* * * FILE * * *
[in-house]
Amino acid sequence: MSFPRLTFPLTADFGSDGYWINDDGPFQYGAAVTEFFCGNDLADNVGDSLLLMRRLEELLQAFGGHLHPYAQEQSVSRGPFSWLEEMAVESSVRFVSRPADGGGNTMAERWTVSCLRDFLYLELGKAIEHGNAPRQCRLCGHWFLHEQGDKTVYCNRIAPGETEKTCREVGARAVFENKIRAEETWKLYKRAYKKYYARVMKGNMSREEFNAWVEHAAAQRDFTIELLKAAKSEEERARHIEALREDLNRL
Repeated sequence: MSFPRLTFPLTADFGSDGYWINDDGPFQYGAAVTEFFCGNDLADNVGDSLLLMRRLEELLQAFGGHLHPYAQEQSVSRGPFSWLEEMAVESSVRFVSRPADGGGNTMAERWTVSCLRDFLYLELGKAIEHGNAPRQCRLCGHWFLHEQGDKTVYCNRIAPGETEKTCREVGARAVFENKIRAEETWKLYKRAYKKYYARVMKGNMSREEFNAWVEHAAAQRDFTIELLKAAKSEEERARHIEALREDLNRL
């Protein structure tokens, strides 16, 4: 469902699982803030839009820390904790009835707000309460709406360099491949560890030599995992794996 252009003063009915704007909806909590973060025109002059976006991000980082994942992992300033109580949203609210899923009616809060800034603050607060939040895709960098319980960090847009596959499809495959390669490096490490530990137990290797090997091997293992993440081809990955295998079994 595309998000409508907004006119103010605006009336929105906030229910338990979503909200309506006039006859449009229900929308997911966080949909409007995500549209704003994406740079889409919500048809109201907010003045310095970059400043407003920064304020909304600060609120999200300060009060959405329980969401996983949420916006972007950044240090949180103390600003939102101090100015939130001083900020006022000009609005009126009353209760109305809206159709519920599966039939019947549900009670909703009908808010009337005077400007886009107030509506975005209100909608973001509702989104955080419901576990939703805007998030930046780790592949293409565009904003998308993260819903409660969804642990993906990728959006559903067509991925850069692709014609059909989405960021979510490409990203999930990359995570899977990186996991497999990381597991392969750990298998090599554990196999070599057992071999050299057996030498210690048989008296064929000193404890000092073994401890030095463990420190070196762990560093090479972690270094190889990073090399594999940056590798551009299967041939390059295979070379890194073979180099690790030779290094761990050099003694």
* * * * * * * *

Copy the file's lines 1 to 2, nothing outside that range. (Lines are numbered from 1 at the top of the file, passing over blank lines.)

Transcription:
[in-house]
Amino acid sequence: MSFPRLTFPLTADFGSDGYWINDDGPFQYGAAVTEFFCGNDLADNVGDSLLLMRRLEELLQAFGGHLHPYAQEQSVSRGPFSWLEEMAVESSVRFVSRPADGGGNTMAERWTVSCLRDFLYLELGKAIEHGNAPRQCRLCGHWFLHEQGDKTVYCNRIAPGETEKTCREVGARAVFENKIRAEETWKLYKRAYKKYYARVMKGNMSREEFNAWVEHAAAQRDFTIELLKAAKSEEERARHIEALREDLNRL